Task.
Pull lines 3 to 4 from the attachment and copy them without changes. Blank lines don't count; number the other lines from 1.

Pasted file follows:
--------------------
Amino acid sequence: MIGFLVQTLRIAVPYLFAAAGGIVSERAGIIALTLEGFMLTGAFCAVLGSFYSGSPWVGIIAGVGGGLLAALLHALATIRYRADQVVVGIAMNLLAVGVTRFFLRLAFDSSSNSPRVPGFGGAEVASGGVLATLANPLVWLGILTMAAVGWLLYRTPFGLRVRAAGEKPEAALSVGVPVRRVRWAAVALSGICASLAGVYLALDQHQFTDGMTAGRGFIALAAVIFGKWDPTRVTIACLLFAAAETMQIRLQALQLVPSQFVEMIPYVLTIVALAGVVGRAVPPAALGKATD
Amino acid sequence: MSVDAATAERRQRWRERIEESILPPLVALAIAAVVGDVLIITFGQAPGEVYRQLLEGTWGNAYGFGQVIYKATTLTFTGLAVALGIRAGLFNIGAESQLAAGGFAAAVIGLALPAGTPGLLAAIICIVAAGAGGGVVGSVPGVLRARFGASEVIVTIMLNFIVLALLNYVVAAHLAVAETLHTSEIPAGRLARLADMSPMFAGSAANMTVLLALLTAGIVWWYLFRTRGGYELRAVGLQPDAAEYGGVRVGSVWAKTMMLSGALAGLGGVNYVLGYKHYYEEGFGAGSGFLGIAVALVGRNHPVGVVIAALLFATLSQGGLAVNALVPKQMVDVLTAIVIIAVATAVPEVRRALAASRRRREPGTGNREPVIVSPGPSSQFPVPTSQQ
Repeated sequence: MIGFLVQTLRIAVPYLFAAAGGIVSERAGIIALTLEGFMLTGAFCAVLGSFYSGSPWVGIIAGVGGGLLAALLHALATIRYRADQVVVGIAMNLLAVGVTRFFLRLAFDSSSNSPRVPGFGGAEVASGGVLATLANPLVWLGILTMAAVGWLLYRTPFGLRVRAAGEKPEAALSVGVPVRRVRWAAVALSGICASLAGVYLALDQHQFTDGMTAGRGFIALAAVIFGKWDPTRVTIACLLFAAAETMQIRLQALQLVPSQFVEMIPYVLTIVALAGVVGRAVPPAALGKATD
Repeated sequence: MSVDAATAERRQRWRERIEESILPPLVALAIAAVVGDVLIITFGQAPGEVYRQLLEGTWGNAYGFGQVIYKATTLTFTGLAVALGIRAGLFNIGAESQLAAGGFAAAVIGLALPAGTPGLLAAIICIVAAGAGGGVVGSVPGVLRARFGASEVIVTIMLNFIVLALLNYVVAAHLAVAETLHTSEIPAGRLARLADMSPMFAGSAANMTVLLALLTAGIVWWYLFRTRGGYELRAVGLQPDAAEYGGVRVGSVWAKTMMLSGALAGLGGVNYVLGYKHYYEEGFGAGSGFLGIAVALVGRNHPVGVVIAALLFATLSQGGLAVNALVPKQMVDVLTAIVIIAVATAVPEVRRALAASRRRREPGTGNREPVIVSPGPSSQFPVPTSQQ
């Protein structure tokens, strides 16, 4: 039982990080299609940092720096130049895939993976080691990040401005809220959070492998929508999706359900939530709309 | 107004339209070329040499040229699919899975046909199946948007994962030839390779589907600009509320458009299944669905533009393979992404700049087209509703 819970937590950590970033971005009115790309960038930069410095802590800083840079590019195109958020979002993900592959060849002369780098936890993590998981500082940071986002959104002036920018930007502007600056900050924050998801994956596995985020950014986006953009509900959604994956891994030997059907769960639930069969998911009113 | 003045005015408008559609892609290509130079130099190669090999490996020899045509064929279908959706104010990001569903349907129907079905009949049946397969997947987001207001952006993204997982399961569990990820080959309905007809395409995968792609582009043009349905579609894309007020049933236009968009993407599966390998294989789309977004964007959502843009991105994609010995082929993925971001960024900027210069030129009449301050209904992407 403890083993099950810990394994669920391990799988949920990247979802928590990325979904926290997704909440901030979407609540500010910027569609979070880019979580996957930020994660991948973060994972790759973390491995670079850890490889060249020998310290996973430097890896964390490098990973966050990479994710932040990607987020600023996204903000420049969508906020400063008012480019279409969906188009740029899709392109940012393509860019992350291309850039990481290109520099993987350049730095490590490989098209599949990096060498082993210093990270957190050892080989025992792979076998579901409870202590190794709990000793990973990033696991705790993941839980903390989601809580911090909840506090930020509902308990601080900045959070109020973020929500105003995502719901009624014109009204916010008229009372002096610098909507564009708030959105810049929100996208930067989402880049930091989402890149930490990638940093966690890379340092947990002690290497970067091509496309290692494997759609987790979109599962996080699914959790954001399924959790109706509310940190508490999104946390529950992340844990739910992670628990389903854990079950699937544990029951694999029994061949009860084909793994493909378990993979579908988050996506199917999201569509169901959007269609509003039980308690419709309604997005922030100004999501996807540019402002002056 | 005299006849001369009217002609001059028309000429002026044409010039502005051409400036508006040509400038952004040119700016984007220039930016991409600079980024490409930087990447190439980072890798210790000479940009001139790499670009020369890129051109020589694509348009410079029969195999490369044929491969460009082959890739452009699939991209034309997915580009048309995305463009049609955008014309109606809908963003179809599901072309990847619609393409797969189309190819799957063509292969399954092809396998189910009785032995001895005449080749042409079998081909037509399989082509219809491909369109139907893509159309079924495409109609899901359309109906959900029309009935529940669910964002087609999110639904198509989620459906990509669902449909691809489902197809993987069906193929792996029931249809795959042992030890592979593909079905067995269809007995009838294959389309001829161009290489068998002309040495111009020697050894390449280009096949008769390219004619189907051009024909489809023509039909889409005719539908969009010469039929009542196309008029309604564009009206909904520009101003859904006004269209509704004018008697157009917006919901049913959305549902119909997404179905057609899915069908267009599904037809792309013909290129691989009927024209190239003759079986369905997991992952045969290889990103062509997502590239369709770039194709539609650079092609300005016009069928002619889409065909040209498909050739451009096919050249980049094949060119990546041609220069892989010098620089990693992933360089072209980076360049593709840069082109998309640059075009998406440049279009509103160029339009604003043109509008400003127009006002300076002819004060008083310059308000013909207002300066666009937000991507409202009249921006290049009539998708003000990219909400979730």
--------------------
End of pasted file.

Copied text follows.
Repeated sequence: MIGFLVQTLRIAVPYLFAAAGGIVSERAGIIALTLEGFMLTGAFCAVLGSFYSGSPWVGIIAGVGGGLLAALLHALATIRYRADQVVVGIAMNLLAVGVTRFFLRLAFDSSSNSPRVPGFGGAEVASGGVLATLANPLVWLGILTMAAVGWLLYRTPFGLRVRAAGEKPEAALSVGVPVRRVRWAAVALSGICASLAGVYLALDQHQFTDGMTAGRGFIALAAVIFGKWDPTRVTIACLLFAAAETMQIRLQALQLVPSQFVEMIPYVLTIVALAGVVGRAVPPAALGKATD
Repeated sequence: MSVDAATAERRQRWRERIEESILPPLVALAIAAVVGDVLIITFGQAPGEVYRQLLEGTWGNAYGFGQVIYKATTLTFTGLAVALGIRAGLFNIGAESQLAAGGFAAAVIGLALPAGTPGLLAAIICIVAAGAGGGVVGSVPGVLRARFGASEVIVTIMLNFIVLALLNYVVAAHLAVAETLHTSEIPAGRLARLADMSPMFAGSAANMTVLLALLTAGIVWWYLFRTRGGYELRAVGLQPDAAEYGGVRVGSVWAKTMMLSGALAGLGGVNYVLGYKHYYEEGFGAGSGFLGIAVALVGRNHPVGVVIAALLFATLSQGGLAVNALVPKQMVDVLTAIVIIAVATAVPEVRRALAASRRRREPGTGNREPVIVSPGPSSQFPVPTSQQ